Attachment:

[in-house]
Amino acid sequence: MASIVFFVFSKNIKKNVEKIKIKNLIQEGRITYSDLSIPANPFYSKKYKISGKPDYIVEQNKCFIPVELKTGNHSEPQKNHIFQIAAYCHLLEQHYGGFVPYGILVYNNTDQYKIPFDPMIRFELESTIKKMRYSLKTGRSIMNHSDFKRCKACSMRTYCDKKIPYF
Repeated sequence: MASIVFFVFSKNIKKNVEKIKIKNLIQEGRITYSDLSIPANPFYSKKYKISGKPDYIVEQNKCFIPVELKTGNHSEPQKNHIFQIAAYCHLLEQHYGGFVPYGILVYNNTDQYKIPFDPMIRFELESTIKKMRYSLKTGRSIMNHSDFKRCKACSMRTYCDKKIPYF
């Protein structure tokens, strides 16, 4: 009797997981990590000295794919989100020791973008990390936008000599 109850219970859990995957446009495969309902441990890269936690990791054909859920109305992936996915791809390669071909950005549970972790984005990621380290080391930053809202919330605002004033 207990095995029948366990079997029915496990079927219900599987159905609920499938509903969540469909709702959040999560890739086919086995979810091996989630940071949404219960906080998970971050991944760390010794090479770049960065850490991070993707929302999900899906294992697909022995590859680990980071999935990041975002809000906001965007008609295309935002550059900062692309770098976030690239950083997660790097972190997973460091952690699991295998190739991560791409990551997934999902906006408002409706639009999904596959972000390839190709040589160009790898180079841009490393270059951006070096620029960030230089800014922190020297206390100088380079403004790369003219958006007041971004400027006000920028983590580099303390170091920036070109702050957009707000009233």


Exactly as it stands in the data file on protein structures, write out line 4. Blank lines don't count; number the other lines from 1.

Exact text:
């Protein structure tokens, strides 16, 4: 009797997981990590000295794919989100020791973008990390936008000599 109850219970859990995957446009495969309902441990890269936690990791054909859920109305992936996915791809390669071909950005549970972790984005990621380290080391930053809202919330605002004033 207990095995029948366990079997029915496990079927219900599987159905609920499938509903969540469909709702959040999560890739086919086995979810091996989630940071949404219960906080998970971050991944760390010794090479770049960065850490991070993707929302999900899906294992697909022995590859680990980071999935990041975002809000906001965007008609295309935002550059900062692309770098976030690239950083997660790097972190997973460091952690699991295998190739991560791409990551997934999902906006408002409706639009999904596959972000390839190709040589160009790898180079841009490393270059951006070096620029960030230089800014922190020297206390100088380079403004790369003219958006007041971004400027006000920028983590580099303390170091920036070109702050957009707000009233």